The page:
Local authority interim duty to accommodate

When local authorities have a duty to provide homeless applicants with interim accommodation while carrying out inquiries. 

This content applies to England

Duty to provide interim accommodation

A local authority must provide interim accommodation while it makes inquiries into a homeless application if it has reason to believe that the applicant may be:[1]

  • homeless

  • eligible for assistance

  • in priority need

Interim accommodation is sometimes described as emergency accommodation. 

The Homelessness Code of Guidance stresses that the 'reason to believe' evidential threshold for providing interim accommodation is low.[2] The local authority must not ask for a verifiable proof of homelessness.[3]

The duty to provide interim accommodation:[4]

  • arises before the local authority makes its full inquiries

  • can arise at any point after a homeless application is made

  • is not conditional on the applicant having a local connection

  • is owed even if the applicant might have contributed to their own homelessness

Interim accommodation following a repeat homeless application

Homeless applicants who make a repeat application within two years of accepting a private rented sector offer made to discharge the main housing duty are entitled to interim accommodation even if they are not in priority need at the point when the repeat application is made.[5]

Interim accommodation during the relief duty

Usually the interim duty overlaps with the relief duty.

The interim duty starts before the relief duty, because it is triggered as soon as there is a reason to believe that the applicant may be eligible, homeless and in priority need. The relief duty arises only when the local authority is satisfied that the applicant is eligible and homeless, so after more in depth inquiries.

Interim accommodation and an early local connection referral

Local authorities can refer homeless applicants who do not have a local connection to their area to another local authority in England at the relief duty stage.[6]

The interim accommodation duty continues until the local authority notifies the applicant of its decision to make a local connection referral. If the authority has a reason to believe that the applicant may be in priority need, it has a duty to continue providing accommodation under a different section of the Housing Act 1996.[7] This duty continues until the authority notifies the applicant of the decision as to whether the referral conditions are met.

If the referral conditions are not met, the local authority that has accepted the homeless application continues to provide interim accommodation.

If the referral conditions are met, the local authority the applicant has been referred to becomes responsible for securing interim accommodation. This is because the applicant is treated as if they had made a homeless application the local authority they have been referred to.[8]

Interim accommodation during the prevention duty

Local authorities do not have to provide interim accommodation during the prevention duty, because the applicant is not homeless at this stage. Local authorities should take the opportunity to plan for interim accommodation in advance where possible, so as to allow the household time to plan such things as how children will get to school in the event that the household becomes homeless.[9]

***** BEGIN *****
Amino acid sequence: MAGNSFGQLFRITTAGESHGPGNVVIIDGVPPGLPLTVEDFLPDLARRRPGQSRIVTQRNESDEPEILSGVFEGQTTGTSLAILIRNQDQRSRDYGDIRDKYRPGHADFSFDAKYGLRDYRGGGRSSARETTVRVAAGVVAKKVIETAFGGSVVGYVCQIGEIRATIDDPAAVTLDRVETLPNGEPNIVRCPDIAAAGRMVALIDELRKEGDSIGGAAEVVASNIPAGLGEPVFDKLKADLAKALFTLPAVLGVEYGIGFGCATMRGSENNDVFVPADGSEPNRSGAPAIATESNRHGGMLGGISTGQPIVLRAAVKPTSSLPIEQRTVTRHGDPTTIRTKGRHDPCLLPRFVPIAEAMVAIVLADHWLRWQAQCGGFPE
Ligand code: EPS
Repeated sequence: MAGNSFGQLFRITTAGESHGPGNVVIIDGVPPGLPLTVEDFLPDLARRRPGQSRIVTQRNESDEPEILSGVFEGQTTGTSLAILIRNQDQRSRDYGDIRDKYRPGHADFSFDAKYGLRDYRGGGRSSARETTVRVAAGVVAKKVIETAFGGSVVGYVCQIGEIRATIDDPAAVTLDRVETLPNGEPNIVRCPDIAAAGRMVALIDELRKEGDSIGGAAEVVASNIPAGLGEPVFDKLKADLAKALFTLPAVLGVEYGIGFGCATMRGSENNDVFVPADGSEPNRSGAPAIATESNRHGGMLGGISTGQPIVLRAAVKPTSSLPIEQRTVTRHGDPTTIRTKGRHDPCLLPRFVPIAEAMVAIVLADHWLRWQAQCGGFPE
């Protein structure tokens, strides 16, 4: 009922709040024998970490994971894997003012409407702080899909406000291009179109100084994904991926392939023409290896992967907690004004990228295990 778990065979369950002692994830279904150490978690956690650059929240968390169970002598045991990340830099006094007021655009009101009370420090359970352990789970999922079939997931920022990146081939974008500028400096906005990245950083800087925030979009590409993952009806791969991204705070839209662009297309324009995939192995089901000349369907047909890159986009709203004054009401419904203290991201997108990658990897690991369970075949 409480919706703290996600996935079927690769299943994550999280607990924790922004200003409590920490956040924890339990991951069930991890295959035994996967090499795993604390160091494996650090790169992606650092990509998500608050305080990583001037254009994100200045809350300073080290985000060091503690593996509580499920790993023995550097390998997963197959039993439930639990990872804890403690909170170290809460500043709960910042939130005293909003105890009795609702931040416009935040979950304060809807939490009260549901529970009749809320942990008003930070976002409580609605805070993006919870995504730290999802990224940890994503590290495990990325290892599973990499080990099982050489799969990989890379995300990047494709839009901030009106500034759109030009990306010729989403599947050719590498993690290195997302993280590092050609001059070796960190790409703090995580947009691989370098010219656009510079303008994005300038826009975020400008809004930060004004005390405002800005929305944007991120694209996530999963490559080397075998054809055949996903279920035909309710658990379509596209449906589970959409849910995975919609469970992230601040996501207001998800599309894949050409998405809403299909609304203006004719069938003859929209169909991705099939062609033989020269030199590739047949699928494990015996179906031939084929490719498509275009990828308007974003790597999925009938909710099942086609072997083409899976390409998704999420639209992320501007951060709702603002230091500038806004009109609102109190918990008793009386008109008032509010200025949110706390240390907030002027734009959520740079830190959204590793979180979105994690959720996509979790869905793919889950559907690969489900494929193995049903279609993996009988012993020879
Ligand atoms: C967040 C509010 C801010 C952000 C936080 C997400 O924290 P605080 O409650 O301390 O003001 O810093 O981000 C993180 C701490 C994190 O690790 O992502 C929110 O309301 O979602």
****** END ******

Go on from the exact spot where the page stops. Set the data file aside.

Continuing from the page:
Suitability of interim accommodation

Any accommodation provided must be suitable.[10]

The courts have held that:

  • lack of available accommodation does not relieve the authority of its duty to provide suitable accommodation[11]

  • suitability means consideration of the individual applicant's needs[12]

  • a decision that a property is suitable is irrational if it's based on an unlawful and inadequate housing needs assessment[13]

  • location is a relevant consideration in the suitability of interim accommodation[14]

  • the length of occupation is a relevant consideration, so accommodation may be suitable for a very short period of time, but unsuitable for a longer period[15]

  • interim accommodation could be suitable where the applicant could not claim housing benefit straight away due to a lack of national insurance number but the authority gave an undertaking not to take action for non-payment of rent while the claim was pending and the award would cover the applicant’s housing costs, including any arrears accrued[16]

  • even though interim accommodation is subject to a lower suitability standard than longer-term housing, the local authority must not ignore the individual circumstances of the homeless applicant that could make a particular placement unsuitable[17]

Bed and breakfast (B&B)

The Code of Guidance states that while bed and breakfast may need to be used in an emergency, authorities should avoid the use of bed and breakfast wherever possible.[18]

Bed and breakfast is defined as accommodation which is not separate, self-contained premises and where a toilet, personal washing facilities or cooking facilities are shared between more than one household. It does not include accommodation which is owned or managed by the local authority, a registered social landlord, or a voluntary organisation.[19]

Bed and breakfast is not suitable for applicants with family commitments (with dependent children or a pregnant woman in the household), except for up to six weeks when there is no alternative accommodation available.[20]

Where bed and breakfast is used to accommodate an applicant with family commitments, the authority should notify the applicant that it can only be for a maximum of six weeks.[21]